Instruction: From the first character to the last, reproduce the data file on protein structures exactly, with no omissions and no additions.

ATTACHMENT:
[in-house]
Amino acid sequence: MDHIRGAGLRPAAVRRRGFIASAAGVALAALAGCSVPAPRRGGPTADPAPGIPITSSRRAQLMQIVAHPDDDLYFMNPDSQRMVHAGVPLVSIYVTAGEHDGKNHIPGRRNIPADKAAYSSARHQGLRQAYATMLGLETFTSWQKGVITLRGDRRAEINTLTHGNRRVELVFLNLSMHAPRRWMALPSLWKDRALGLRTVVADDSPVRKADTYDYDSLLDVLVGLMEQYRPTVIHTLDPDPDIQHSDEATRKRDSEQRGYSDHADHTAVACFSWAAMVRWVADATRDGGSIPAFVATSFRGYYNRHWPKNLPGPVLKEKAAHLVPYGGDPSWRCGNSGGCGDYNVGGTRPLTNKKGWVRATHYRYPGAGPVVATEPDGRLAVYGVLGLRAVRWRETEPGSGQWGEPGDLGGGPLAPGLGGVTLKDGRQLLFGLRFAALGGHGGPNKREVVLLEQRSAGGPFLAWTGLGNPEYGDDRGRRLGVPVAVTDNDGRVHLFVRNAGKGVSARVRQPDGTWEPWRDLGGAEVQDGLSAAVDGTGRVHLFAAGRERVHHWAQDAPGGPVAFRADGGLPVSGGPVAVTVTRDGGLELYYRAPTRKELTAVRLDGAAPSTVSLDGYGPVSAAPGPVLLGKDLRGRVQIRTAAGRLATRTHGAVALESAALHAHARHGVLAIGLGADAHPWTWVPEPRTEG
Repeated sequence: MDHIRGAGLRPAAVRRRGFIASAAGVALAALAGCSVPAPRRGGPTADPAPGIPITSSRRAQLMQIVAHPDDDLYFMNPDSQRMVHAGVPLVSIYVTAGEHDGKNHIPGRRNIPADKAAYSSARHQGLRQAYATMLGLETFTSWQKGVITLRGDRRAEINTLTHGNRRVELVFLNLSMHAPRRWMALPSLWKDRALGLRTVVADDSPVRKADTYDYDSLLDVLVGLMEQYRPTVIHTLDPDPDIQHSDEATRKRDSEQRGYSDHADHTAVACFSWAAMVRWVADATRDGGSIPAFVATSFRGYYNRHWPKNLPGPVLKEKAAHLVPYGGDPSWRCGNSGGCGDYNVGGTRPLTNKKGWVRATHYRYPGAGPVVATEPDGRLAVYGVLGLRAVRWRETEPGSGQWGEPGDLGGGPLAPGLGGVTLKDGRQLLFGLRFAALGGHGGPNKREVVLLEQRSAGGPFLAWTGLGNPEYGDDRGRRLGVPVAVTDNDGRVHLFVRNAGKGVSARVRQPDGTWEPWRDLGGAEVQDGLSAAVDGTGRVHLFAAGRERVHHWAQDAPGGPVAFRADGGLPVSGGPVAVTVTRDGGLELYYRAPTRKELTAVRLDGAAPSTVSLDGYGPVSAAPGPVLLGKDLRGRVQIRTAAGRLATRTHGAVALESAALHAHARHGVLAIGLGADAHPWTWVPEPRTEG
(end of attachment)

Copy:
[in-house]
Amino acid sequence: MDHIRGAGLRPAAVRRRGFIASAAGVALAALAGCSVPAPRRGGPTADPAPGIPITSSRRAQLMQIVAHPDDDLYFMNPDSQRMVHAGVPLVSIYVTAGEHDGKNHIPGRRNIPADKAAYSSARHQGLRQAYATMLGLETFTSWQKGVITLRGDRRAEINTLTHGNRRVELVFLNLSMHAPRRWMALPSLWKDRALGLRTVVADDSPVRKADTYDYDSLLDVLVGLMEQYRPTVIHTLDPDPDIQHSDEATRKRDSEQRGYSDHADHTAVACFSWAAMVRWVADATRDGGSIPAFVATSFRGYYNRHWPKNLPGPVLKEKAAHLVPYGGDPSWRCGNSGGCGDYNVGGTRPLTNKKGWVRATHYRYPGAGPVVATEPDGRLAVYGVLGLRAVRWRETEPGSGQWGEPGDLGGGPLAPGLGGVTLKDGRQLLFGLRFAALGGHGGPNKREVVLLEQRSAGGPFLAWTGLGNPEYGDDRGRRLGVPVAVTDNDGRVHLFVRNAGKGVSARVRQPDGTWEPWRDLGGAEVQDGLSAAVDGTGRVHLFAAGRERVHHWAQDAPGGPVAFRADGGLPVSGGPVAVTVTRDGGLELYYRAPTRKELTAVRLDGAAPSTVSLDGYGPVSAAPGPVLLGKDLRGRVQIRTAAGRLATRTHGAVALESAALHAHARHGVLAIGLGADAHPWTWVPEPRTEG
Repeated sequence: MDHIRGAGLRPAAVRRRGFIASAAGVALAALAGCSVPAPRRGGPTADPAPGIPITSSRRAQLMQIVAHPDDDLYFMNPDSQRMVHAGVPLVSIYVTAGEHDGKNHIPGRRNIPADKAAYSSARHQGLRQAYATMLGLETFTSWQKGVITLRGDRRAEINTLTHGNRRVELVFLNLSMHAPRRWMALPSLWKDRALGLRTVVADDSPVRKADTYDYDSLLDVLVGLMEQYRPTVIHTLDPDPDIQHSDEATRKRDSEQRGYSDHADHTAVACFSWAAMVRWVADATRDGGSIPAFVATSFRGYYNRHWPKNLPGPVLKEKAAHLVPYGGDPSWRCGNSGGCGDYNVGGTRPLTNKKGWVRATHYRYPGAGPVVATEPDGRLAVYGVLGLRAVRWRETEPGSGQWGEPGDLGGGPLAPGLGGVTLKDGRQLLFGLRFAALGGHGGPNKREVVLLEQRSAGGPFLAWTGLGNPEYGDDRGRRLGVPVAVTDNDGRVHLFVRNAGKGVSARVRQPDGTWEPWRDLGGAEVQDGLSAAVDGTGRVHLFAAGRERVHHWAQDAPGGPVAFRADGGLPVSGGPVAVTVTRDGGLELYYRAPTRKELTAVRLDGAAPSTVSLDGYGPVSAAPGPVLLGKDLRGRVQIRTAAGRLATRTHGAVALESAALHAHARHGVLAIGLGADAHPWTWVPEPRTEG